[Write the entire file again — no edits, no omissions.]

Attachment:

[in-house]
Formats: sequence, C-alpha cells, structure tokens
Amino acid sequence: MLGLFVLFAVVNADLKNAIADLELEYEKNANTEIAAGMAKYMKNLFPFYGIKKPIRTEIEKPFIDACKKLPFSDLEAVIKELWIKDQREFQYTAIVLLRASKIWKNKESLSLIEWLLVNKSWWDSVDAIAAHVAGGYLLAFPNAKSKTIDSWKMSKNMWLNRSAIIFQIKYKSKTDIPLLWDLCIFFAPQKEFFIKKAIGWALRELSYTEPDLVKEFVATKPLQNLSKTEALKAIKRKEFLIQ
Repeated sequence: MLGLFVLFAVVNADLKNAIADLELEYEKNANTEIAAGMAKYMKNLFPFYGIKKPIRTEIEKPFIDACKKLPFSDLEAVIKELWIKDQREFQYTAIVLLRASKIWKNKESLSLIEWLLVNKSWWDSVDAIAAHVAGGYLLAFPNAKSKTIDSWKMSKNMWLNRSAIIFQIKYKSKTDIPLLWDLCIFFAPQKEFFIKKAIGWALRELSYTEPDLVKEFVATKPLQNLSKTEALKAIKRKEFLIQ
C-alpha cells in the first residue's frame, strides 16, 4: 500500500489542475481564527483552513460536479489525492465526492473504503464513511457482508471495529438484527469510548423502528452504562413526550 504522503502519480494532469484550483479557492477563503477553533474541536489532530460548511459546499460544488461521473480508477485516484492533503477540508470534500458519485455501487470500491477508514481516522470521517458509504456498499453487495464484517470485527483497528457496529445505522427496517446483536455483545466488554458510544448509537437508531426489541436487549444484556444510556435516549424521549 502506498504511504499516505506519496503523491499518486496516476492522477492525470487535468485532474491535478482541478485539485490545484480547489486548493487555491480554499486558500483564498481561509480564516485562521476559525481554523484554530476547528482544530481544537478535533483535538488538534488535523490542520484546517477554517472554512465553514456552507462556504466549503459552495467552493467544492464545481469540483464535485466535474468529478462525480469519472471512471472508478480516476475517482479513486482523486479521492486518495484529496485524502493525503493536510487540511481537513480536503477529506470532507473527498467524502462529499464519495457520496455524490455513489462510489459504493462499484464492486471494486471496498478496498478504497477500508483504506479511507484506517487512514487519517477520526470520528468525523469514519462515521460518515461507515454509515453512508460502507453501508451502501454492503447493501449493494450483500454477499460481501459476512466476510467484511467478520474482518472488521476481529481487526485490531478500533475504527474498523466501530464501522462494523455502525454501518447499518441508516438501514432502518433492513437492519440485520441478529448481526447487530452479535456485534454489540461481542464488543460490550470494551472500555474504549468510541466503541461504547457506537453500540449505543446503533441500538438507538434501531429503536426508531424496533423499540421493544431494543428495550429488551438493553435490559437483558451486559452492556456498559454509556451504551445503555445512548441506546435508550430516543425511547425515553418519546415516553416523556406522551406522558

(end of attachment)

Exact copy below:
[in-house]
Formats: sequence, C-alpha cells, structure tokens
Amino acid sequence: MLGLFVLFAVVNADLKNAIADLELEYEKNANTEIAAGMAKYMKNLFPFYGIKKPIRTEIEKPFIDACKKLPFSDLEAVIKELWIKDQREFQYTAIVLLRASKIWKNKESLSLIEWLLVNKSWWDSVDAIAAHVAGGYLLAFPNAKSKTIDSWKMSKNMWLNRSAIIFQIKYKSKTDIPLLWDLCIFFAPQKEFFIKKAIGWALRELSYTEPDLVKEFVATKPLQNLSKTEALKAIKRKEFLIQ
Repeated sequence: MLGLFVLFAVVNADLKNAIADLELEYEKNANTEIAAGMAKYMKNLFPFYGIKKPIRTEIEKPFIDACKKLPFSDLEAVIKELWIKDQREFQYTAIVLLRASKIWKNKESLSLIEWLLVNKSWWDSVDAIAAHVAGGYLLAFPNAKSKTIDSWKMSKNMWLNRSAIIFQIKYKSKTDIPLLWDLCIFFAPQKEFFIKKAIGWALRELSYTEPDLVKEFVATKPLQNLSKTEALKAIKRKEFLIQ
C-alpha cells in the first residue's frame, strides 16, 4: 500500500489542475481564527483552513460536479489525492465526492473504503464513511457482508471495529438484527469510548423502528452504562413526550 504522503502519480494532469484550483479557492477563503477553533474541536489532530460548511459546499460544488461521473480508477485516484492533503477540508470534500458519485455501487470500491477508514481516522470521517458509504456498499453487495464484517470485527483497528457496529445505522427496517446483536455483545466488554458510544448509537437508531426489541436487549444484556444510556435516549424521549 502506498504511504499516505506519496503523491499518486496516476492522477492525470487535468485532474491535478482541478485539485490545484480547489486548493487555491480554499486558500483564498481561509480564516485562521476559525481554523484554530476547528482544530481544537478535533483535538488538534488535523490542520484546517477554517472554512465553514456552507462556504466549503459552495467552493467544492464545481469540483464535485466535474468529478462525480469519472471512471472508478480516476475517482479513486482523486479521492486518495484529496485524502493525503493536510487540511481537513480536503477529506470532507473527498467524502462529499464519495457520496455524490455513489462510489459504493462499484464492486471494486471496498478496498478504497477500508483504506479511507484506517487512514487519517477520526470520528468525523469514519462515521460518515461507515454509515453512508460502507453501508451502501454492503447493501449493494450483500454477499460481501459476512466476510467484511467478520474482518472488521476481529481487526485490531478500533475504527474498523466501530464501522462494523455502525454501518447499518441508516438501514432502518433492513437492519440485520441478529448481526447487530452479535456485534454489540461481542464488543460490550470494551472500555474504549468510541466503541461504547457506537453500540449505543446503533441500538438507538434501531429503536426508531424496533423499540421493544431494543428495550429488551438493553435490559437483558451486559452492556456498559454509556451504551445503555445512548441506546435508550430516543425511547425515553418519546415516553416523556406522551406522558